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Problematic D.C. House Might Be Disassembled

The city erred in letting the back home be built. Some deem disassembly more environmentally friendly than razing it.
The city erred in letting the back home be built. Some deem disassembly more environmentally friendly than razing it. (By Bill O'leary -- The Washington Post)
By Yolanda Woodlee
Washington Post Staff Writer
Thursday, March 1, 2007

The District government, which agreed to buy a $1.5 million house in Northwest Washington after mistakenly allowing it to be built, is considering an unusual way to get rid of it. Instead of demolishing the house, officials said, the city might pay to have it disassembled piece by piece.

Although taking the house apart would cost more than razing it, they said, "deconstruction" would be more environmentally friendly, like recycling.

"We have to look at the environmental impact of demolition versus deconstruction," said Neil O. Albert, deputy mayor for economic development. "It's an opportunity to salvage portions of the house and give it to charitable purposes."

Nearly two years ago, the city issued building permits for the house, in the 1700 block of North Portal Drive NW, without first giving the house plans to a federal commission for review. A review was required because of the lot's proximity to Rock Creek Park. By the time the project was stopped, the house was nearly complete.

A dispute over addressing the mistake was settled last month, when the city agreed to pay the owner $1.5 million for the six-bedroom house and get rid of it. Neighbors agreed to buy the land for $135,000 and maintain it as green space. Under the settlement, the house was supposed to have been demolished by yesterday.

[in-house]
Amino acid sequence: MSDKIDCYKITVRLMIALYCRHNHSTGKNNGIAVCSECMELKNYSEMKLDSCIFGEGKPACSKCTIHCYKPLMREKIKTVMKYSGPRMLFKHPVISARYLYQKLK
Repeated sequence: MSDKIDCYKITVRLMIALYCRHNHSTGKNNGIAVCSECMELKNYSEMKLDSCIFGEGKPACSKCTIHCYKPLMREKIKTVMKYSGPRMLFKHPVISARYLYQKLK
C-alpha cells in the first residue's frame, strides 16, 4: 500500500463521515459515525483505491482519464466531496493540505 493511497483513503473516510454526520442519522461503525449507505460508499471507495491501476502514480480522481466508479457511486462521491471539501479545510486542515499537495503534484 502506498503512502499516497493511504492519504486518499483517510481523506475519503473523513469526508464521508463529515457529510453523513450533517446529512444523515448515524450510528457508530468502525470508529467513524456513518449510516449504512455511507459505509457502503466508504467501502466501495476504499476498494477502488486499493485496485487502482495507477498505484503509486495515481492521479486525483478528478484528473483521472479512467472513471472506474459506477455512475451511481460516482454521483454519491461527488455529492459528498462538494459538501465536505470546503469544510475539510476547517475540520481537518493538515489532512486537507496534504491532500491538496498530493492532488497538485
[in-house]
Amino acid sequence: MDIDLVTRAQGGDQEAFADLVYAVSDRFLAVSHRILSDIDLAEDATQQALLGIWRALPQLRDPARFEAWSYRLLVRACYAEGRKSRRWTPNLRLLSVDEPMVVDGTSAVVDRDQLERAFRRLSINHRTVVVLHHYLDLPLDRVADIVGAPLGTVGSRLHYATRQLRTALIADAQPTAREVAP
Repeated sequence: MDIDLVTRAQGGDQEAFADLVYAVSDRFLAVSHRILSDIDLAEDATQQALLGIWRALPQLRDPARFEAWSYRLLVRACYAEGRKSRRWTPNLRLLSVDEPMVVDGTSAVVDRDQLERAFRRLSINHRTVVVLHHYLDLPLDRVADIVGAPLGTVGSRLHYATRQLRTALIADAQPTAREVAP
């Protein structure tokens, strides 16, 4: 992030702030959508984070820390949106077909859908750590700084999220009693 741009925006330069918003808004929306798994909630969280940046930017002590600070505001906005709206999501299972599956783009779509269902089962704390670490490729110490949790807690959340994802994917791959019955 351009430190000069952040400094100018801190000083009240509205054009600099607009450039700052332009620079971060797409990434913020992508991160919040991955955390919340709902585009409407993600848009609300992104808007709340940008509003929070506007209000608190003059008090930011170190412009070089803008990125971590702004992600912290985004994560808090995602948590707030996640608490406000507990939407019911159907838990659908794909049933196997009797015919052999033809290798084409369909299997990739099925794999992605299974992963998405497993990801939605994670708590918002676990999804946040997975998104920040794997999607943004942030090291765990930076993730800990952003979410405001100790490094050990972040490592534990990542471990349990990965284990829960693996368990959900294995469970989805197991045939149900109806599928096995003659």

Demolition seemed the likely next step. But officials said bulldozers are on hold while other options are being considered, including deconstruction, which would allow the city to salvage the shingled roof, 46 windows, three sets of French doors, hot tub, five toilets, and many other fixtures and features.

The city has yet to officially advertise for contractors to get rid of the house, said Linda Argo, spokeswoman for the D.C. Department of Consumer and Regulatory Affairs.

Deconstruction is increasingly favored by environmentalists, who want materials to be recycled and reused.

In Oregon, for example, Mark Pomeroy, manager of deconstruction for the ReBuilding Center, said his organization has been disassembling buildings for a decade and recently completed a project for Portland's housing authority. A nine-unit apartment building was taken down in five weeks for $57,500 -- nearly double the $30,000 it would have cost to raze it.

As to the price, "it's difficult to compete with the bulldozer," Pomeroy said, adding that deconstruction takes longer. "But if you consider the environmental cost of demolition, it's either pay now or pay later."

In the District, deconstruction advocates say the process adheres to the sprit of the city's "green buildings" law, passed last year to force developers to meet higher energy-saving standards. In deconstruction, labor costs are more expensive, but the salvaged goods can be sold or donated to a nonprofit organization.

Jane Solomon, a Ward 3 activist who owns a house partially disassembled two years ago, e-mailed Mayor Adrian M. Fenty (D) with the idea.

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